􀂃 Work with the Highways Agency and KCC to deliver the new A2 Slip Roads Schemes

􀂃 Work with partners to implement the Canterbury Parking Strategy, and further Park and Ride’s

􀂃 Work with KCC on the Canterbury Bus Strategy and the Quality Bus Partnership with Stagecoach

􀂃 Work with KCC to implement the Kent Freedom Pass scheme in Canterbury

􀂃 Investigate the potential for Roadside Emissions Testing in Canterbury.

􀂃 Request S106 contributions for developments likely to have an air quality impact on the AQMA

􀂃 Investigate the potential for use of NOX reducing paving and paints within the AQMA

􀂃 Consider investing in and making more use of LPG or electric cars and vehicles

􀂃 Investigate a route for a new A28/A257 link road.

􀂃 Consider signage in the Air Quality Management Area.


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General measures to solve air quality problems include:

Implement school, council and other workplace travel plans

Deliver improvements in emissions standards

Promote Kent-wide car share (or car club) schemes.

Improvements to the local cycle network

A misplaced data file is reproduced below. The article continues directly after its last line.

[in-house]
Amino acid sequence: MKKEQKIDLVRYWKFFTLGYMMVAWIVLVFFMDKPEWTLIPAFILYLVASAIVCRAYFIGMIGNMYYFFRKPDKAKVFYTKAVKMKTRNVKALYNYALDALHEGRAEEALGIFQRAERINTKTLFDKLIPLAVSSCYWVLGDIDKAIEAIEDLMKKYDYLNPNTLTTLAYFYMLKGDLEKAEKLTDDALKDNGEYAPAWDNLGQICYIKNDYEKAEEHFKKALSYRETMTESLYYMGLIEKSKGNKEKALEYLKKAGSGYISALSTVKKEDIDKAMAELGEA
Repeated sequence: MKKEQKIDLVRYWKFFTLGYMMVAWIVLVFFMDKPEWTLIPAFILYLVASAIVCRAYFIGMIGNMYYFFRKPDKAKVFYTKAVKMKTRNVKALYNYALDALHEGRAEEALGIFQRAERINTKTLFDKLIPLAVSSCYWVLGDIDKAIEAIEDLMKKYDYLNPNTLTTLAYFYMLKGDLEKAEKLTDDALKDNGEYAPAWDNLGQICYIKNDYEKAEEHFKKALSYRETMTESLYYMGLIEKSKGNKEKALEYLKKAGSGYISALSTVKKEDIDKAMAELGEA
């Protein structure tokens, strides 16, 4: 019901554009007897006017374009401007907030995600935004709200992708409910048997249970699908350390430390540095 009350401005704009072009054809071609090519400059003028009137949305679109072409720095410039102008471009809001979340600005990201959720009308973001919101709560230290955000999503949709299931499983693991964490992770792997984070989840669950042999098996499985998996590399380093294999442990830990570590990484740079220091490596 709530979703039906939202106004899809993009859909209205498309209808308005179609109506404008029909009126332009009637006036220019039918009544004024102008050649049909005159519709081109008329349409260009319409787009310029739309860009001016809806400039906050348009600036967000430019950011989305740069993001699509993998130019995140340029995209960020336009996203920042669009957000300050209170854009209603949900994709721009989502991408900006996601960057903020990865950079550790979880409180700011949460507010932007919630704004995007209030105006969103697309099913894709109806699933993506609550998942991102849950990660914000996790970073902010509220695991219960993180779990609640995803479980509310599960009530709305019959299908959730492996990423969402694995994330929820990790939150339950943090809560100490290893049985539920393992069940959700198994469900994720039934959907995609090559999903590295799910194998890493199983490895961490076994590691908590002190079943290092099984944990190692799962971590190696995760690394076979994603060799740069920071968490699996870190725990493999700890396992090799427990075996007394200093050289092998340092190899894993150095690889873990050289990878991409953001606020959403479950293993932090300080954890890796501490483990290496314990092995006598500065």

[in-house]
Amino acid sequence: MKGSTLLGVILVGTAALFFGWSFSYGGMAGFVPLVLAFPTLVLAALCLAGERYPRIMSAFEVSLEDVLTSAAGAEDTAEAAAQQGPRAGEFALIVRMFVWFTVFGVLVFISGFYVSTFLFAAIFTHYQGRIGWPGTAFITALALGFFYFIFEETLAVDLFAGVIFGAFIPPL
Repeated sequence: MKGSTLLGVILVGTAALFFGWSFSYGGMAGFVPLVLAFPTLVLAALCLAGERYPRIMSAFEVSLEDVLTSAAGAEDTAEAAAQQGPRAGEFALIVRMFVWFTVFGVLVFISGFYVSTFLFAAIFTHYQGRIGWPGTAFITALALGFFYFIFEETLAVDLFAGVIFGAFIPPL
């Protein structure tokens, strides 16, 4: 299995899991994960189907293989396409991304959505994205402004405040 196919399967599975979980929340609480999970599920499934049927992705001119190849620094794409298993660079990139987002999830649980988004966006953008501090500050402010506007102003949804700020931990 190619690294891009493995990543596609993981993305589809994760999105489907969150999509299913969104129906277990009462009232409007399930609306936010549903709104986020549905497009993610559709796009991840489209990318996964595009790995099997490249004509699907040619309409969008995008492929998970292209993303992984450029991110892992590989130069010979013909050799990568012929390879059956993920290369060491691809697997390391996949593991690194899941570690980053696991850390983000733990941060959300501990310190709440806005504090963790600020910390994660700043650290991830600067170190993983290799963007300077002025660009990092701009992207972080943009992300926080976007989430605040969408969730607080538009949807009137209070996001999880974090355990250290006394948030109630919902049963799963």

Ensure that air quality is taken account of in the planning process.

Make certain that high quality air pollution data is collected.

Join the Kent & Medway Air Quality Partnership.

Be proactive in enforcing industrial pollution controls.

Work with Kent Energy Centre to promote energy efficiency measures.

Consider the introduction of electric trams.


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But – we suggest that more radical solutions are needed to solve Canterbury’s Air Pollution problem:

Increase urban parking charges

Road charging schemes

Programmes to change public attitudes

Proactive health and environmental campaigns

Cheaper public transport

More incentives to work at home

Banners along street to shame motorists

Children to attend nearest schools

Park & Rides at more sensible locations

Encouragement of e-shopping and e-freighting

Better regional strategic locations for larger developments

Setting up ‘sustainability forums’ involving local people in planning for AQMA solutions

Encourage political leaders to be stronger on required principles